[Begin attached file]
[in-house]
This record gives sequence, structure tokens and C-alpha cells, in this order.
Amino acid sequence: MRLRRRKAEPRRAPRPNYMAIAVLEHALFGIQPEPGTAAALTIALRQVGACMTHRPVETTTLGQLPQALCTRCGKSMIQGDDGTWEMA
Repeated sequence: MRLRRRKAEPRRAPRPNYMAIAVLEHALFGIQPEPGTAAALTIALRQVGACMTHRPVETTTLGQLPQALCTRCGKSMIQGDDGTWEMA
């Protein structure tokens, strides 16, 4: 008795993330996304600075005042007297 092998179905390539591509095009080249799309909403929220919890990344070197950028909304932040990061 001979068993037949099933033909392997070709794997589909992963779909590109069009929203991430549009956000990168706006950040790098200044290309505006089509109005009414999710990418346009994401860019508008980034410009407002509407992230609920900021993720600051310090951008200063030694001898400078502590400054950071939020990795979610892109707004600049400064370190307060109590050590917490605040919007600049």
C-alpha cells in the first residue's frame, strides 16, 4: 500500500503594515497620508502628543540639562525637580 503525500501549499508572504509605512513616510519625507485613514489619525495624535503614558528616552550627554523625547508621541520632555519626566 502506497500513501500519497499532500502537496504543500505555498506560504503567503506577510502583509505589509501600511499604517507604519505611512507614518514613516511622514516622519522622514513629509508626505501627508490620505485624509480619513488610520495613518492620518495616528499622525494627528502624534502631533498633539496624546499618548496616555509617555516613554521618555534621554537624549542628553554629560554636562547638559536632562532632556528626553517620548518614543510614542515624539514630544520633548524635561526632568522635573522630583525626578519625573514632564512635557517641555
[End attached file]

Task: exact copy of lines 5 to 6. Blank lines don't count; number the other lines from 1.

């Protein structure tokens, strides 16, 4: 008795993330996304600075005042007297 092998179905390539591509095009080249799309909403929220919890990344070197950028909304932040990061 001979068993037949099933033909392997070709794997589909992963779909590109069009929203991430549009956000990168706006950040790098200044290309505006089509109005009414999710990418346009994401860019508008980034410009407002509407992230609920900021993720600051310090951008200063030694001898400078502590400054950071939020990795979610892109707004600049400064370190307060109590050590917490605040919007600049």
C-alpha cells in the first residue's frame, strides 16, 4: 500500500503594515497620508502628543540639562525637580 503525500501549499508572504509605512513616510519625507485613514489619525495624535503614558528616552550627554523625547508621541520632555519626566 502506497500513501500519497499532500502537496504543500505555498506560504503567503506577510502583509505589509501600511499604517507604519505611512507614518514613516511622514516622519522622514513629509508626505501627508490620505485624509480619513488610520495613518492620518495616528499622525494627528502624534502631533498633539496624546499618548496616555509617555516613554521618555534621554537624549542628553554629560554636562547638559536632562532632556528626553517620548518614543510614542515624539514630544520633548524635561526632568522635573522630583525626578519625573514632564512635557517641555